Indian-American physicians raise issues with US lawmakers
Wednesday 22 November, 2017

Indian-American physicians raise issues with US lawmakers

Published On: Thu, Mar 27th, 2014 | Global Health | By BioNews

An influential body of Indian-American physicians is pressing US lawmakers on several issues including how to continue to provide healthcare to patients while being rewarded in a just and sustainable way.

Other issues raised by members of the Association of American Physicians of Indian Origin (AAPI) at its legislative day reception Wednesday on the Capitol Hill, seat of US Congress, included immigration reform, implementation of Affordable Care Act and growing US-India relations.

Attended by nearly two dozen lawmakers, the annual event brought together over 120 delegates from across the US from the largest ethnic organisation of physicians, representing over 100,000 physicians of Indian origin, according to a media release.

In his keynote address, India’s ambassador to the US, S. Jaishankar, praised the Indian American community, and in particular the physicians of Indian origin, for their role in transforming Indo-US relations.

He emphasized the key role AAPI’s Global Healthcare Summits have made in transforming the delivery of healthcare system in India.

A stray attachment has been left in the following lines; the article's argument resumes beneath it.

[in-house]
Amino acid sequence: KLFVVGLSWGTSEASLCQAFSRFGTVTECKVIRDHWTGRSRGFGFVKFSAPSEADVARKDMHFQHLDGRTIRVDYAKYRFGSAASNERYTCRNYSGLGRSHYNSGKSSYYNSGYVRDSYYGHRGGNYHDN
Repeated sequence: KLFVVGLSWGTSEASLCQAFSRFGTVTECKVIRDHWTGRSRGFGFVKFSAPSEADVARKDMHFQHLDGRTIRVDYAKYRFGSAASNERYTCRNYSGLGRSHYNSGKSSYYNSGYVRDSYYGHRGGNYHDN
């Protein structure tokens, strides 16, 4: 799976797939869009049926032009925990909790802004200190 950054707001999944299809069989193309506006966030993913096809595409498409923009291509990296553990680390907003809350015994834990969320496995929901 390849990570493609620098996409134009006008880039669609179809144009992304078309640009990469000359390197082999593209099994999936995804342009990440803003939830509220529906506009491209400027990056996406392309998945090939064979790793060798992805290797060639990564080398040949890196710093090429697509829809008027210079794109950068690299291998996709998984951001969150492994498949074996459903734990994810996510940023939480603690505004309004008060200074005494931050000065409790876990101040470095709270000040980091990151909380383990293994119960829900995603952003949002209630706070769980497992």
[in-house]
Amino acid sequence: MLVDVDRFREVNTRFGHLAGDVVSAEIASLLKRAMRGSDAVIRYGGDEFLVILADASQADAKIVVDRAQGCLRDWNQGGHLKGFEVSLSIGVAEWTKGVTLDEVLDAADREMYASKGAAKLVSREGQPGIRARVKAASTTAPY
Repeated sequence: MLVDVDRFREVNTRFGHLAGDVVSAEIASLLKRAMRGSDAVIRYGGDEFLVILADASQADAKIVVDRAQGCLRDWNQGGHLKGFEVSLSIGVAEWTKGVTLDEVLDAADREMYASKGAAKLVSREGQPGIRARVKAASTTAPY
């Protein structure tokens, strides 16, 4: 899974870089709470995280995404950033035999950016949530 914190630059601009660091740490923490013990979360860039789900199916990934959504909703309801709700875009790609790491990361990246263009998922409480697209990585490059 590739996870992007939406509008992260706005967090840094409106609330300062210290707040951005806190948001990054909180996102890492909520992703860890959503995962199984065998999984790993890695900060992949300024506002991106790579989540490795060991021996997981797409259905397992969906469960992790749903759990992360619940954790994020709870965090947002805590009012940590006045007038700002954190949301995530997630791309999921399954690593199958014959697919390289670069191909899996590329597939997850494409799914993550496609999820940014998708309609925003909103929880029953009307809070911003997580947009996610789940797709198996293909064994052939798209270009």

“If India has changed, the credit goes to you the physicians of Indian origin,” he was quoted as saying.

“You have made a change in the perception of India in the US by your hard work, commitment and great achievements,” Jaishankar said.

Jim McDermott, Democratic co-chair of India Caucus in the US House, acknowledged the “need to fix to the Medicare sustainable growth rate (SGR) formula”.

“AAPI has been seeking to collectively shape the best health care for the people of US, with the physician at the helm, caring for the medically underserved as we have done for several decades when physicians of Indian origin came to the US in larger numbers,” said AAPI president Jayesh Shah.

Ami Bera, the lone Indian American physician in the US Congress, shared his own personal experience of growing up to be a physician and how he got elected in a district that has only one percent of Indian Americans.

“My story is your story and our story is that of the entire nation’s,” he said.

Bera praised AAPI for its agenda for future working towards having as many as 20 Indian American Congressmen in the next two decades.

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